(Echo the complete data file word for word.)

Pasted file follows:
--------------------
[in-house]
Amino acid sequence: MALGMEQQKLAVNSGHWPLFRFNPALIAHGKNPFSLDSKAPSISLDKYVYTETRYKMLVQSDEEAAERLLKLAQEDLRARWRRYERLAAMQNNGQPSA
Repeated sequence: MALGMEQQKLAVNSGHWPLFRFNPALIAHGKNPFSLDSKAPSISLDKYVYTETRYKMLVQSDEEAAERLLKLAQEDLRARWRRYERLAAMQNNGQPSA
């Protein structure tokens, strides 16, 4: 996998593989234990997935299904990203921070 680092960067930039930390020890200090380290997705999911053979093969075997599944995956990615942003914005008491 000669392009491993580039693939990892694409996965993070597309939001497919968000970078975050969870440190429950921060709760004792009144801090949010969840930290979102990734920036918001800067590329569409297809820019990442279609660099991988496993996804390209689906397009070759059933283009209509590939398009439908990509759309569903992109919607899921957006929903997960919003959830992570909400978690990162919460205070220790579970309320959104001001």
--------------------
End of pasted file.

[in-house]
Amino acid sequence: MALGMEQQKLAVNSGHWPLFRFNPALIAHGKNPFSLDSKAPSISLDKYVYTETRYKMLVQSDEEAAERLLKLAQEDLRARWRRYERLAAMQNNGQPSA
Repeated sequence: MALGMEQQKLAVNSGHWPLFRFNPALIAHGKNPFSLDSKAPSISLDKYVYTETRYKMLVQSDEEAAERLLKLAQEDLRARWRRYERLAAMQNNGQPSA
């Protein structure tokens, strides 16, 4: 996998593989234990997935299904990203921070 680092960067930039930390020890200090380290997705999911053979093969075997599944995956990615942003914005008491 000669392009491993580039693939990892694409996965993070597309939001497919968000970078975050969870440190429950921060709760004792009144801090949010969840930290979102990734920036918001800067590329569409297809820019990442279609660099991988496993996804390209689906397009070759059933283009209509590939398009439908990509759309569903992109919607899921957006929903997960919003959830992570909400978690990162919460205070220790579970309320959104001001």